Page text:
Title: Another Dumb Jock (Dumb Jock #2)
Author: Jeff Erno
Cover Artist: n/a
Amazon Buy Link
Genre: YA/Contemporary Romance
Length: Novella (142 pages)
Rating: 4 stars out of 5
A Guest Review by Aunt Lynn
One Sentence Review: A good second installment to the series that focuses on relationships between jock and geek teens
In Dumb Jock, Jeff and Brett fall in love, but their relationship is not without challenges. Brett’s a football star, and Jeff is the classic nerd. Their coming of age and coming out story is set in the 1980s, and they face many obstacles. Yet their love for each other is strong, and they finally get their happy ending. Now, almost three decades later, their children are teenagers. Adam, their fifteen year old son, is the star pitcher of his high school baseball team. He has grown up with two dads, in a loving, non-judgmental environment. Yet Adam has challenges of his own. He’s failing two of his classes at school, and he’s been suspended for fighting. He resents being labeled and insists that just because he has two dads, it doesn’t mean that he is himself gay. When he is forced to accept help from another student in his algebra class, Adam starts to have feelings that cause him to question his very identity. He’s got to decide whether to follow his heart or to maintain the image he’s worked so hard to portray. Will he have the courage to take a stand for what he knows is right, or will he end up being just another dumb jock?
Another Dumb Jock is book two of this author’s Dumb Jock series (book one reviewed by me here). While this story could be read as a standalone (the books will have interconnected characters, but their own plots), I would suggest starting with Dumb Jock as you will get the background of Jeff and Brett (the parents here who have a large-ish role) and the overall feel of the tales.
I have a real fondness for young adult stories and Jeff Erno has a real talent for writing teens. He’s a good writer, period, and in some ways, I liked this installment better than the first. It’s shorter by roughly 25k words — not that it matters much — but it’s tighter, it felt more organic, if that makes sense, and lighter. It’s not as emotional (last book made me blubber!). It’s also not nearly as angsty or conflict-ridden, though it is a YA book, so of course there is at least angst. I think part of it is the changing attitudes of young people today; not that there isn’t prejudice, but it seems (and I can say from experience as well) that the ways of thinking around gays are changing in some of the younger generation. It just isn’t as big of a deal to them as three decades ago when book one was set, and that is, if one compares and contrasts the main points, one of the things this book highlights.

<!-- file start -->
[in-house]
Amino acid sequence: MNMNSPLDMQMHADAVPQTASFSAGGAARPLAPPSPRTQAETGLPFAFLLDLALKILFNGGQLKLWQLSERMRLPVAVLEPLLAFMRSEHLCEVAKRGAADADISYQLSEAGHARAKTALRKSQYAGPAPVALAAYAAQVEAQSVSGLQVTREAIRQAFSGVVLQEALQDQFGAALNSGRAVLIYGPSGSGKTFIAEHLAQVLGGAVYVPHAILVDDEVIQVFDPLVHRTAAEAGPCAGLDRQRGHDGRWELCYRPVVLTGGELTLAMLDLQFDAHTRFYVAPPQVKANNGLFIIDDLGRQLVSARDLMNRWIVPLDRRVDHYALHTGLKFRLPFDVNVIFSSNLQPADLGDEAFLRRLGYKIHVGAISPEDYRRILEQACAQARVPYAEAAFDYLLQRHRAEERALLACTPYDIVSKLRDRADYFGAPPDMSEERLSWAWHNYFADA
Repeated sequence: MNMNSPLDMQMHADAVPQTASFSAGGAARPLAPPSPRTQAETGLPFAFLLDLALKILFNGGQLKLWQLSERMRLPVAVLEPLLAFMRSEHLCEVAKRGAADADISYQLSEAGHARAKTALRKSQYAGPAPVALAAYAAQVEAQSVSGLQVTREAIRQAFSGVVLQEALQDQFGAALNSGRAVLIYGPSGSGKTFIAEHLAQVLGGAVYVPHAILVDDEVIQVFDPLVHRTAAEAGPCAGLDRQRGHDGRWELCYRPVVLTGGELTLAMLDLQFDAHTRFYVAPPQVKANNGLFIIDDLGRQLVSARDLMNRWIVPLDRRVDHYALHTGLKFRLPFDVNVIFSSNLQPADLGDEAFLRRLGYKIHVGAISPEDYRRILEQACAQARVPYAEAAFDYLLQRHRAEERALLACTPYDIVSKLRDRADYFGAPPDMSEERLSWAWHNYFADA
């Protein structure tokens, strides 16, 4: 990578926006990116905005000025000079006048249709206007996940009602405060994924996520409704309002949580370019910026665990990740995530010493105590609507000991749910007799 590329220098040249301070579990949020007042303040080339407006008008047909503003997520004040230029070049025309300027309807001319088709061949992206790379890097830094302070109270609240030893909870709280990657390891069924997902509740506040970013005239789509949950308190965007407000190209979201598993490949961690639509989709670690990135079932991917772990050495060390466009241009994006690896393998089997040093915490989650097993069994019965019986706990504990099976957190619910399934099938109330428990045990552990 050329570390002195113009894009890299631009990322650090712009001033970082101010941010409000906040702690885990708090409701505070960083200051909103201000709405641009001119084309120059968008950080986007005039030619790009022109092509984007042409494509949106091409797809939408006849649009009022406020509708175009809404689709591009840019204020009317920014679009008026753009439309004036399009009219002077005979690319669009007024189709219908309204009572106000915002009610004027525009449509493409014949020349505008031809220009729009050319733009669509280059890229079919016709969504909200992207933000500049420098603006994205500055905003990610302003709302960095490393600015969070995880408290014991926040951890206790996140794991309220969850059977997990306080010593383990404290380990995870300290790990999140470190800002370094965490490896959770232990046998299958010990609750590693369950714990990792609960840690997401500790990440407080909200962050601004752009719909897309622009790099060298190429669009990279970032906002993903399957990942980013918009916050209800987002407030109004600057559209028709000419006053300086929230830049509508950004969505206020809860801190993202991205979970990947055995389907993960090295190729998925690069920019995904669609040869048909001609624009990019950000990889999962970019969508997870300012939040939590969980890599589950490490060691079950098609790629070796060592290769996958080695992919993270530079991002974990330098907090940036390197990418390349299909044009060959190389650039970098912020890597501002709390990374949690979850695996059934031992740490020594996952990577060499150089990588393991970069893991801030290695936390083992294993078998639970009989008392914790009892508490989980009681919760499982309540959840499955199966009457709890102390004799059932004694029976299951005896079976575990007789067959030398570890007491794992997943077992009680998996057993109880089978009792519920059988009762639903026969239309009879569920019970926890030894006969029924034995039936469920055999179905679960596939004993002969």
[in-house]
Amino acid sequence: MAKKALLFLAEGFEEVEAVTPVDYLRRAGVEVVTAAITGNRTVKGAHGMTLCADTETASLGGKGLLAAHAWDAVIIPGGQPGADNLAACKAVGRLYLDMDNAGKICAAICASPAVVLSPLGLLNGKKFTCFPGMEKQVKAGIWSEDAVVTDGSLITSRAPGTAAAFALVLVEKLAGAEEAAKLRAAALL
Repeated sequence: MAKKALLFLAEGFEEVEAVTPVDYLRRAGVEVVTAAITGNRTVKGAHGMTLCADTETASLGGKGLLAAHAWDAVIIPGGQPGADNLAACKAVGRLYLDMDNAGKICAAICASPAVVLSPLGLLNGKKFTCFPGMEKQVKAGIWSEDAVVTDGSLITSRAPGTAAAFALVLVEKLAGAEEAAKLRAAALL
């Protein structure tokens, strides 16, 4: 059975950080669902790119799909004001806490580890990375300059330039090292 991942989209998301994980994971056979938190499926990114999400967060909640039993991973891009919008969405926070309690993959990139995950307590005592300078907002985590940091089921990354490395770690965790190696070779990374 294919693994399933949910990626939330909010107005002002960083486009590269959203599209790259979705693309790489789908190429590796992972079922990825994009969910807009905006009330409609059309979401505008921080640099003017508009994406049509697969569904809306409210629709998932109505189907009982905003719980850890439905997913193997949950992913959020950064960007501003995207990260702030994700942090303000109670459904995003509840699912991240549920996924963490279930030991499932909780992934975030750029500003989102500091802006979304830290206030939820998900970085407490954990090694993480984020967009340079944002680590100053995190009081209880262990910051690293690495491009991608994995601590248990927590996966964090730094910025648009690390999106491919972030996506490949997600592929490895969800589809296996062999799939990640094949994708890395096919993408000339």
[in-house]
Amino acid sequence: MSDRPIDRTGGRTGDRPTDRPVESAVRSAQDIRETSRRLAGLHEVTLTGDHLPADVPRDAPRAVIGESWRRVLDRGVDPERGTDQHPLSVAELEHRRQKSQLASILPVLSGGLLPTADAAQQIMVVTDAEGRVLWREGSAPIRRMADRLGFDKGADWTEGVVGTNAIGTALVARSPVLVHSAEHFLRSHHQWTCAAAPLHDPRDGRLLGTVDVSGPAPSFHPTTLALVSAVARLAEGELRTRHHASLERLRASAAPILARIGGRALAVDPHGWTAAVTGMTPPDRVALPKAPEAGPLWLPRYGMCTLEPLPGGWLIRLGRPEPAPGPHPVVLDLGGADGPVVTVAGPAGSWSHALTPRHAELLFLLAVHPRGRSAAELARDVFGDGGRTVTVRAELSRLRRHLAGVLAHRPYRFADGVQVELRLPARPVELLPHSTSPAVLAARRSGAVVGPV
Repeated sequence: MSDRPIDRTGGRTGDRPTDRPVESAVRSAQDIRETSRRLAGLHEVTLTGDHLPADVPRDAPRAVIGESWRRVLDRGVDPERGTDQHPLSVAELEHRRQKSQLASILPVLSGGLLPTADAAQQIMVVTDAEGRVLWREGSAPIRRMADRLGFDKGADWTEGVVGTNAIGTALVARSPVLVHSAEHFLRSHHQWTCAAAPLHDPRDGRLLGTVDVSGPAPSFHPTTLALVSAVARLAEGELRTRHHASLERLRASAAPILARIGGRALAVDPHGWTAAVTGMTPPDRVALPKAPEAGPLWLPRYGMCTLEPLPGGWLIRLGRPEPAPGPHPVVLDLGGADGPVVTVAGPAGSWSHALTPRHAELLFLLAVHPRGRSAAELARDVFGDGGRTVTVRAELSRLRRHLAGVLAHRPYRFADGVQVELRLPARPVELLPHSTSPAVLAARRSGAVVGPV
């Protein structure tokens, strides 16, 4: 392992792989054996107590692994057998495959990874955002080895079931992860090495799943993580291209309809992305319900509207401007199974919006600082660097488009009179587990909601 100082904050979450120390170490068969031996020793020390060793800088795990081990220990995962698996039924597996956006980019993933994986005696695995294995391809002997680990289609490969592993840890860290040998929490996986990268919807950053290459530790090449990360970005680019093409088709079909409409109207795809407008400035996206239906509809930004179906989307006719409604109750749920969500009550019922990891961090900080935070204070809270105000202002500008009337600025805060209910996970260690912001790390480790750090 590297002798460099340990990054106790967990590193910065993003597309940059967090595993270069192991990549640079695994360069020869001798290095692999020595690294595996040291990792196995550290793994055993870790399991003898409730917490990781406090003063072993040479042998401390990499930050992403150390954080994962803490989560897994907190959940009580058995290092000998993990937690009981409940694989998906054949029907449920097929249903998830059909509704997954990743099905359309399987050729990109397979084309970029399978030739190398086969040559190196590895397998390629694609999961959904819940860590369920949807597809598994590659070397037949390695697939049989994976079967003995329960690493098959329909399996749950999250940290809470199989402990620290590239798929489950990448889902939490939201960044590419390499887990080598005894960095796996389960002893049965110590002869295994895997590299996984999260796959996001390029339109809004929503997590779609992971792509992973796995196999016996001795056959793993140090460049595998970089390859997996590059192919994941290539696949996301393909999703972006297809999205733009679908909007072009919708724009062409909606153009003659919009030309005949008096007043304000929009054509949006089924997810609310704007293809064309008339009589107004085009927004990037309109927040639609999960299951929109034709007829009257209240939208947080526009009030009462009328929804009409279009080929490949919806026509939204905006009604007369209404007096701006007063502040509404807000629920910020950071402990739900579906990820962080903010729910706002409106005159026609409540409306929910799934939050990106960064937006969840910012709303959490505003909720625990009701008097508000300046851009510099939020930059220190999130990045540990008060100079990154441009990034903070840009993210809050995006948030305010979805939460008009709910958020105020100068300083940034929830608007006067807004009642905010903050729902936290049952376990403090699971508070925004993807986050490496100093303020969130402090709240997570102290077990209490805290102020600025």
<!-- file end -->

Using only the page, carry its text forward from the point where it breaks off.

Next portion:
In DJ, we had the point of view of Jeff, the nerdy one (and whom Adam calls “Father” here), and in ADJ we get the jock’s perspective, the one who needs the tutor, the one who feels the need to fit in more. Adam has more of an issue around appearances and assumptions than orientation, and a theme of the book is dealing with those two things. Other themes the author successfully tackles are parental embarrassment (as in the embarrassment of one’s parent(s)), role models, labels, bullying, what makes a family, self-discovery and personal growth.
I like that Erno had Trevor, Adam’s “Jeff,” be assertive and his own person. I thought he was a hoot, actually, and liked how he stood up to Adam when he needed to. I would have had an issue if Trevor had been a carbon copy of Jeff.
Another thing I like is how Erno writes — or doesn’t — smexxin between the teens. Note that the two boys do engage in some smexual activity (some touching and BJs), and if that bothers you on principle, stay away; but if you are okay with the general idea, just have a problem with on-screen smexxin, it’s fade to black in the sweetest way.
I found, while I liked the contemporary feel and the updated attitudes, and certainly our heroes had their own personalities separate from Jeff and Brett, in my opinion they exhibited too many common characteristics of our pair from the previous book (hero worship on the nerd’s part, the jock feeling more manly because he was bigger and stronger, the nerd being highly emotional) for me. I was hoping for a little more variation.
I found two continuity issues from book one to two, something that drives me batty. In the DJ epilogue, Jeff says that the kids were adopted; here they were biological with donated sperm. In this book, Adam talks about how he’s lived in the house they were in all of his life (bought before he was born), yet in the epilogue in DJ, they are considering buying a new house when Adam was seven.
Lastly, I felt the ending wrapped too nicely and was a bit too saccharin.
A good second installment to the series that focuses on relationships between jock and geek teens. I will be reviewing the third book, Appearances Matter, in the next few weeks.